Driver was selected to the Pro Bowl three times and won a long-awaited Super Bowl ring during the 2010 season, even though he was unable to finish the final game due to an ankle injury. But he accomplished something many NFL players don't: He retired having played for just one team.
"He won him a Super Bowl and played with two Hall of Fame quarterbacks," San Francisco receiver Randy Moss said when told about Driver's decision. "You can't ask for more than that."
Said Moss' teammate cornerback Carlos Rogers: "He doesn't have anything to look back on and be sad about. He gave it his all."
Meeting with McCarthy
After meeting with coach Mike McCarthy after the team's divisional round playoff loss to the 49ers, Driver knew his time was up.
McCarthy meets individually with every player after the season, and there was plenty of emotion in the room. McCarthy was quarterbacks coach in '99 when Driver - the last player on the Packers roster with a connection to Wolf - was drafted, and Driver produced four 1,000-yard seasons for him.
"I just kind of knew in his eyes," Driver said. "When you've known a guy for so long and you're friends, it's hard for him to tell you that they're not going to bring me back. I just kind of looked at him, and I just kind of knew that that's what they were going to do.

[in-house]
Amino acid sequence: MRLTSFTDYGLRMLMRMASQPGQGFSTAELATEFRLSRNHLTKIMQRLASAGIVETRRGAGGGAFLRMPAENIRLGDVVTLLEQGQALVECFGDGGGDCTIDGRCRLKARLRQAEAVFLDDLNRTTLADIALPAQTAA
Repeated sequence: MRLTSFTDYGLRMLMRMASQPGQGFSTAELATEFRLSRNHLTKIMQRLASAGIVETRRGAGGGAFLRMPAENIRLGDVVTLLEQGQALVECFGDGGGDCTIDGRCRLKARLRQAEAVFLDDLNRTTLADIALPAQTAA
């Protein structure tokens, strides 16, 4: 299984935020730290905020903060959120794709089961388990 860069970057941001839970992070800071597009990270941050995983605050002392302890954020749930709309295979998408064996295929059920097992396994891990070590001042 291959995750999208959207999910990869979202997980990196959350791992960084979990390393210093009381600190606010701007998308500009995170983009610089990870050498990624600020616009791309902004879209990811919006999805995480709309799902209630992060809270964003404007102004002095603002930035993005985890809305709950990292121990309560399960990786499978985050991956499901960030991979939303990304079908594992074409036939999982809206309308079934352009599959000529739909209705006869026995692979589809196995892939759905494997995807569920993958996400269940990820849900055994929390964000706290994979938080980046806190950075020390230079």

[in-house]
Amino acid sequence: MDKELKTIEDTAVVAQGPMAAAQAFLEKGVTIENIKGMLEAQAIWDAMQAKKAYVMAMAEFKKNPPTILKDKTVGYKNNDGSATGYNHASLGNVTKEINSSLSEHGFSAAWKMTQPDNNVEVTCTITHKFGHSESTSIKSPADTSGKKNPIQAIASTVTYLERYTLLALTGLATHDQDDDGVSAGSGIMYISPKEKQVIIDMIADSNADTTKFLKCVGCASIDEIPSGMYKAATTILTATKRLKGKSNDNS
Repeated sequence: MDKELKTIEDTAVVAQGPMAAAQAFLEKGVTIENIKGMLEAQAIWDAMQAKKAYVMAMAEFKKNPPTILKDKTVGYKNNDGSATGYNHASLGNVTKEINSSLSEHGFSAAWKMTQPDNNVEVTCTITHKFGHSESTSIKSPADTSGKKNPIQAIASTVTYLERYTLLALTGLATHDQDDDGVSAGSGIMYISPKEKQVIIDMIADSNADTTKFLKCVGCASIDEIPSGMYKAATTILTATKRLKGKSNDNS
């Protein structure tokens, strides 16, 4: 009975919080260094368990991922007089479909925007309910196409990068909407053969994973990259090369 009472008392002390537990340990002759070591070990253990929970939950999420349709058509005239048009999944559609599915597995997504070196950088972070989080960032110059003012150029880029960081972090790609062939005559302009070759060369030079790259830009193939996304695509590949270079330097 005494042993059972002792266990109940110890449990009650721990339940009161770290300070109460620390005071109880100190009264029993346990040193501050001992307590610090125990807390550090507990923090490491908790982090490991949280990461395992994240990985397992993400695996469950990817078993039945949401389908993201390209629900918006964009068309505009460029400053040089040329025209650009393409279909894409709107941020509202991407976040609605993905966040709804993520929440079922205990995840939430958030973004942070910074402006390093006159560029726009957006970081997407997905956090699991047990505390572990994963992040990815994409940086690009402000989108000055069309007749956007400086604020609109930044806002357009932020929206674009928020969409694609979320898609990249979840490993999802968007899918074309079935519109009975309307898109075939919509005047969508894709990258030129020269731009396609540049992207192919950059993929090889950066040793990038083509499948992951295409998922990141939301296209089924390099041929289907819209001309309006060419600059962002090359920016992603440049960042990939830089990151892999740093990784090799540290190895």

"I just wanted to make it easy on the organization, not put any pressure on them and just be able to walk away on my own terms and not have them say, 'We're not going to bring you back.' "
The Packers did not make McCarthy or general manager Ted Thompson available for comment on Driver's retirement.
Bypassed this season
Driver was one of six wide receivers to make the 53-man roster this season, but it became clear fairly early on that he would not have a major role in the offense. With Greg Jennings, Jordy Nelson, James Jones and Randall Cobb ahead of him, the Packers were loaded at receiver - and will continue to be even with Driver retiring and Jennings likely gone in free agency.
Even rookie Jarrett Boykin got more work than Driver as the season wore on. The Packers later signed receiver/returner Jeremy Ross from the practice squad, and he was active ahead of Driver in the team's final game at Lambeau Field, a 24-10 playoff victory Jan. 5 against Minnesota.